The Autumn Statement continued the theme of the Government's crackdown on avoidance, particularly in the area of partnerships. This continues to be a developing area but it appears clear that the Government will proceed with many of their proposals, if only because HMRC estimate that the changes will raise £1bn annually!
There are several areas of change:
Profit allocation for 'mixed' partnerships
Legislation is being introduced in relation to 'mixed' membership partnerships. A mixed membership partnership is a partnership or LLP that has, as partners or members, both individuals and persons who are not individuals e.g. companies, trustees and LLPs. The legislation reallocates excess profits from a non-individual partner to an individual partner where the following conditions are met:
• a non-individual partner has a share of the firm's profit;
• the non-individual's share is excessive;
• an individual partner has the power to enjoy the non-individual's share or there are deferred profit arrangements in place; and
• it is reasonable to suppose that the whole or part of the non-individual's share is attributable to that power or arrangements.
The legislation includes provisions so that excess profits can be reallocated to an individual who is not a partner if it is reasonable to suppose that the individual would have been a partner but for the new rules and the whole or part of the non-individual's share is attributable to the individual's power to enjoy the non-individual's share or to deferred profit arrangements.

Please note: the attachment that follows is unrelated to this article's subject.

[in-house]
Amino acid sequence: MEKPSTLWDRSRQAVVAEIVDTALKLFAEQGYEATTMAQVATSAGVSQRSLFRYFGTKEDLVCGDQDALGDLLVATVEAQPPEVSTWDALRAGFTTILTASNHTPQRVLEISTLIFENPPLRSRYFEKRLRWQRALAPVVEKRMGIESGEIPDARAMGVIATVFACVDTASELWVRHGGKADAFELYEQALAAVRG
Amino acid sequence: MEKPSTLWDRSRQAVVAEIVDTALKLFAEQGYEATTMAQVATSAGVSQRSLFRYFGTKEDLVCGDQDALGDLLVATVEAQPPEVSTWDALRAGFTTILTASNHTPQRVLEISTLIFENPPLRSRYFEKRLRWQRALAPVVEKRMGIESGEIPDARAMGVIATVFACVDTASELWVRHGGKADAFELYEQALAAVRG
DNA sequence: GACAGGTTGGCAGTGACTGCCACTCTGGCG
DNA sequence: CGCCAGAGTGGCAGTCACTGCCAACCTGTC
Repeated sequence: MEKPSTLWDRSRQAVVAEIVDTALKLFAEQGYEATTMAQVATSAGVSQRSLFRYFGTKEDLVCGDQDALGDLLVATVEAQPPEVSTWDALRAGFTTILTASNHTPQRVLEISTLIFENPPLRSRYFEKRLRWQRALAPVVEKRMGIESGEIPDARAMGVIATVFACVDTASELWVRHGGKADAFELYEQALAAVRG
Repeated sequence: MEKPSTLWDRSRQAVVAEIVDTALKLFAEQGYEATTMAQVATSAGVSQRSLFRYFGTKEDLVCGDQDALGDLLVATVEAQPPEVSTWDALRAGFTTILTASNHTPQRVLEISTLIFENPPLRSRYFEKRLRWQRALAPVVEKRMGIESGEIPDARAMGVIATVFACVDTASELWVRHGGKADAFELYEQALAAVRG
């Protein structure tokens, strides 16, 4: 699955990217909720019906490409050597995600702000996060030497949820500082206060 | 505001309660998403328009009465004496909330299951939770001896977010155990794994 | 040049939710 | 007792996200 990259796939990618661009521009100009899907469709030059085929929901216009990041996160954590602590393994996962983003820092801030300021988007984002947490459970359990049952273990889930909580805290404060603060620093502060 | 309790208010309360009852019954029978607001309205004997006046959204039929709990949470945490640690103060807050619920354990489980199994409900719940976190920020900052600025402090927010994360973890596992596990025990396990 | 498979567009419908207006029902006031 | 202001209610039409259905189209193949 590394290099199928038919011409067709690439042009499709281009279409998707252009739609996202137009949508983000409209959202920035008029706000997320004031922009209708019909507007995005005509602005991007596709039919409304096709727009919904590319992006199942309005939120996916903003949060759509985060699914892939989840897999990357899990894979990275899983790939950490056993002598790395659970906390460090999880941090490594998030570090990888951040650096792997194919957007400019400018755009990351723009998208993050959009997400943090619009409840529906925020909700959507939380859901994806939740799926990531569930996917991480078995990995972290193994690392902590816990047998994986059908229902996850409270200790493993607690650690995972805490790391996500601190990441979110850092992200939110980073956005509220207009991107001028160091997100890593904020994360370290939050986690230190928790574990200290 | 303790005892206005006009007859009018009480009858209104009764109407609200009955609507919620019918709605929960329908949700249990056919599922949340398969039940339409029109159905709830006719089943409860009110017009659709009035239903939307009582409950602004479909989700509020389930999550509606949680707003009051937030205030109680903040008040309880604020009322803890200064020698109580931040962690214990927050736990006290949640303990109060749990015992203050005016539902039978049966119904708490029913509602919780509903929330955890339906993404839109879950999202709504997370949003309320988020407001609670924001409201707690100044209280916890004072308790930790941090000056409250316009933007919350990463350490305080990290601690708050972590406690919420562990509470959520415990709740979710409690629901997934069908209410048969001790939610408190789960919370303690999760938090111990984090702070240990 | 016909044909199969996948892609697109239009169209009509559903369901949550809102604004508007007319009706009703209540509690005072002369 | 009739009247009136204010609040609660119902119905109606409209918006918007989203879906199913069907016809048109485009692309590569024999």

Artificial loss schemes
Legislation is also being introduced to deny certain income tax loss reliefs and capital gains relief for a loss allocated to an individual partner where the individual is party to arrangements, the main purpose, or one of the main purposes, of which is to secure that some or all of the loss is allocated, or otherwise arises, to the individual, instead of a non-individual, with a view to the individual obtaining relief.
Treatment of salaried members of LLPs
HMRC are concerned that some members of LLPs are effectively employees and so the LLP is avoiding employer's NIC and operating PAYE. The legislation attempts to rectify the tax position by setting out conditions under which the member is to be treated as an employee for tax purposes.The legislation is aimed at individuals who are performing services for the LLP in the capacity as a member but satisfy all three basic conditions:
• Condition A - it is reasonable to expect that the amounts payable to them will be wholly, or substantially wholly, disguised salary;
• Condition B - the individual has no significant influence over the affairs of the partnership; and
• Condition C - the individual has no significant capital investment in the partnership.
This is only a very brief overview of the changes and the Solicitors Conference will review them in fine detail and what they mean for legal practices.